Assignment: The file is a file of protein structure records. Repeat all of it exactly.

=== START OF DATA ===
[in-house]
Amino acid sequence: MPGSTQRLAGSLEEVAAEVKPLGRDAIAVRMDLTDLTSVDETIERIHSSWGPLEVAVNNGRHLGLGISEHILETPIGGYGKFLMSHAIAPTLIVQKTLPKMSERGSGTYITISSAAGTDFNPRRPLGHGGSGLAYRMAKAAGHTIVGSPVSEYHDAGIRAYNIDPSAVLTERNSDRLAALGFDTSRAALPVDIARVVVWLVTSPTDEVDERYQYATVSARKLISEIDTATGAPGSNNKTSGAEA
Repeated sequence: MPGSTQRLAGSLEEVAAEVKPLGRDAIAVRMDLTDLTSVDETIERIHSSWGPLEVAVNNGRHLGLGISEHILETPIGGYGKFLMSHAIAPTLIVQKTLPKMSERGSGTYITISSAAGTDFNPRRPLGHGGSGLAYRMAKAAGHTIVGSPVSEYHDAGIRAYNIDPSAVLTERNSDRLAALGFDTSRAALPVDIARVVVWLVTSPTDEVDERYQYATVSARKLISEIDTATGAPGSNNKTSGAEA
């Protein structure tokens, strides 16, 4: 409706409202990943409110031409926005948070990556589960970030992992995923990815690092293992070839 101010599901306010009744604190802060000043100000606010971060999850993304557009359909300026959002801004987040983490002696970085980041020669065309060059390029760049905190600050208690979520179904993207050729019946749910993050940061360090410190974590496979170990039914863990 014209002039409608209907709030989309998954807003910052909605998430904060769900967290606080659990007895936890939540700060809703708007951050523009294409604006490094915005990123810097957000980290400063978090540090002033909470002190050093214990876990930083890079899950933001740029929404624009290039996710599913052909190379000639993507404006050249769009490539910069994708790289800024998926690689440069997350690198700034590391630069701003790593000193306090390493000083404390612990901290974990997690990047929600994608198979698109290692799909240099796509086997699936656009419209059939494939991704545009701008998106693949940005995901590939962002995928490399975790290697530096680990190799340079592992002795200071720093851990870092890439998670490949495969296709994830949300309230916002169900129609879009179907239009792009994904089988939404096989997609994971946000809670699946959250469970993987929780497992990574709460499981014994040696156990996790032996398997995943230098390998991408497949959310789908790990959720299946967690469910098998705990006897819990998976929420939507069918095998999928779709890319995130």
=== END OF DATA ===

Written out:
[in-house]
Amino acid sequence: MPGSTQRLAGSLEEVAAEVKPLGRDAIAVRMDLTDLTSVDETIERIHSSWGPLEVAVNNGRHLGLGISEHILETPIGGYGKFLMSHAIAPTLIVQKTLPKMSERGSGTYITISSAAGTDFNPRRPLGHGGSGLAYRMAKAAGHTIVGSPVSEYHDAGIRAYNIDPSAVLTERNSDRLAALGFDTSRAALPVDIARVVVWLVTSPTDEVDERYQYATVSARKLISEIDTATGAPGSNNKTSGAEA
Repeated sequence: MPGSTQRLAGSLEEVAAEVKPLGRDAIAVRMDLTDLTSVDETIERIHSSWGPLEVAVNNGRHLGLGISEHILETPIGGYGKFLMSHAIAPTLIVQKTLPKMSERGSGTYITISSAAGTDFNPRRPLGHGGSGLAYRMAKAAGHTIVGSPVSEYHDAGIRAYNIDPSAVLTERNSDRLAALGFDTSRAALPVDIARVVVWLVTSPTDEVDERYQYATVSARKLISEIDTATGAPGSNNKTSGAEA
């Protein structure tokens, strides 16, 4: 409706409202990943409110031409926005948070990556589960970030992992995923990815690092293992070839 101010599901306010009744604190802060000043100000606010971060999850993304557009359909300026959002801004987040983490002696970085980041020669065309060059390029760049905190600050208690979520179904993207050729019946749910993050940061360090410190974590496979170990039914863990 014209002039409608209907709030989309998954807003910052909605998430904060769900967290606080659990007895936890939540700060809703708007951050523009294409604006490094915005990123810097957000980290400063978090540090002033909470002190050093214990876990930083890079899950933001740029929404624009290039996710599913052909190379000639993507404006050249769009490539910069994708790289800024998926690689440069997350690198700034590391630069701003790593000193306090390493000083404390612990901290974990997690990047929600994608198979698109290692799909240099796509086997699936656009419209059939494939991704545009701008998106693949940005995901590939962002995928490399975790290697530096680990190799340079592992002795200071720093851990870092890439998670490949495969296709994830949300309230916002169900129609879009179907239009792009994904089988939404096989997609994971946000809670699946959250469970993987929780497992990574709460499981014994040696156990996790032996398997995943230098390998991408497949959310789908790990959720299946967690469910098998705990006897819990998976929420939507069918095998999928779709890319995130």